Some toddlers love vacuum cleaners, others love pots and pans. 18-month-old Taylor Kenoyer of Kirkland is fascinated by the refrigerator. His mother made the most of this attraction; one of Taylor's first lessons in cleaning up involved the fridge.
Megan Kenoyer says that for her son, putting his milk cup back in the refrigerator is not a chore, it's a treat. "Teaching responsibility at this age is really about teaching habits," says Kenoyer, a Mercer Island kindergarten teacher. "He doesn't know why it is his responsibility to clean up, but he thinks it is fun right now."
If toddlerhood seems too early to begin learning this mini-work ethic, many parenting experts will have you think again. In their book, Parenting With Love and Logic: Teaching Children Responsibility, Foster W. Cline, M.D. and Jim Fay argue that early responsibility leads to increased self-esteem, "...a prerequisite for achievement in the real world." As your child becomes more competent, he becomes more confident, too -- a big payoff for lots of simple little steps you can take at home.
Be a good responsibility model
If you have ever dreamed of being a "supermodel," here's your chance! Just make your "runway" the distance from the kitchen to the dinner table, or the hallway between the laundry room and bedroom. Explain to your toddler exactly what you are doing when you are setting the table or putting away laundry. They will want to join you to "help," and in the process, they will learn how good it feels to complete a chore.
Of course, the time to work on early responsibility is not when you are putting away grandma's heirloom crystal. Think washcloths and plastic cups. At this age, things will probably get dropped on the floor. Make sure that it doesn't matter.
Some chores are best done by mom alone -- cleaning the bathtub, for instance -- but even those chores can be learning experiences for your toddler. Jean Westlake, the Early Childcare Manager at Seattle Central Community College, says parents should explain what they are doing, and why: "If we want to have a bubble bath tonight, we need to make sure your tub is squeaky-clean." The toddler learns about positive consequences for a job well done.
Be patient -- and realistic
When it's hands-on time, avoid showing impatience if your child is truly trying to help. A child who feels bad about his work may not want to try again. Put aside thoughts that you could do it faster by yourself. Remember that these little lessons are an investment that can pay off in the future, big time.
At Seattle Central's child care center, parents can watch their toddlers through a one-way mirror. Westlake believes this observation is important. "Sometimes parents' expectations are above where the kids are," she says. "We can explain what is age-appropriate."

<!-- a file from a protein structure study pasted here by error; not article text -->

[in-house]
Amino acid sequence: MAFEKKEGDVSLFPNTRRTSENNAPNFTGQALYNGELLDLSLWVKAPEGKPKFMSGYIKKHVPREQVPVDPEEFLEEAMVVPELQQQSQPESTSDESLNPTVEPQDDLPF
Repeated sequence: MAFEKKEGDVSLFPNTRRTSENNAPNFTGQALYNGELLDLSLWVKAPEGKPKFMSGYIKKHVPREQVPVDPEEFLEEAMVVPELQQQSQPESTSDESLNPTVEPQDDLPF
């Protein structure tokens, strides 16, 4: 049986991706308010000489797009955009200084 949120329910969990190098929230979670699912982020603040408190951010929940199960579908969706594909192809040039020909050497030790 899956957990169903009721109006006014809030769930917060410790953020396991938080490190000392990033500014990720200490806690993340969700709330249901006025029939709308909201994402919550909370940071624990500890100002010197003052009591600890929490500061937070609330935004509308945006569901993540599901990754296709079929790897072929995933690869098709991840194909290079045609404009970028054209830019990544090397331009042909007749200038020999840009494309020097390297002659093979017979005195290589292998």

Give your child choices
What is it that makes perusing a restaurant menu, or even standing in front of a buffet, so much fun? In a word: choice.
Toddlers like choices, too. If you let your child pick between having strawberries or bananas for snack, whichever food is chosen will be more appealing.
Cline and Fay believe that parents who make all the decisions for their kids are doing more harm than good. "Our noble intentions are often our own worst enemy," they write. By using a "consultant" style of parenting as early as possible in the child's life -- offering choices and asking questions about those options -- the burden of decision-making is on the child's shoulders. A child who feels trustworthy enough to make decisions is a confident child, empowered to be responsible for themselves and certain tasks.
Offer kids praise
Debbie Kray oversees programs and exhibits at the Children's Museum of Tacoma. In hands-on areas like the "Grubby Garden," and "Ready, Set, Go!" kids can do what they choose. At the end of the activity, clean-up is just another part of the game. A parent or teacher might say, "You did such a good job. Now we need to get things back where they were so another child can play."
When it comes to early responsibility, Kray and other experts recommend giving praise instead of rewards. Linking work to a reward such as candy or stickers, or trading for toys, can prevent a toddler from understanding that helping is the right thing to do. Besides, as Westlake points out, "Kids this young don't understand that five stickers equals a toy."
As Megan Kenoyer helps her toddler take baby steps towards being responsible, she gets daily reminders of how it will pay off in a few years. With 22 kindergartners in her classroom, those little lessons really add up. "I am thankful for the children who have learned responsibility," she says. "When all the toys are out, they understand that it is not my job to clean up after them.
Hilary Benson is a freelance journalist with three children. Her work has appeared in ParentMap, Seattle Magazine and on KING-TV.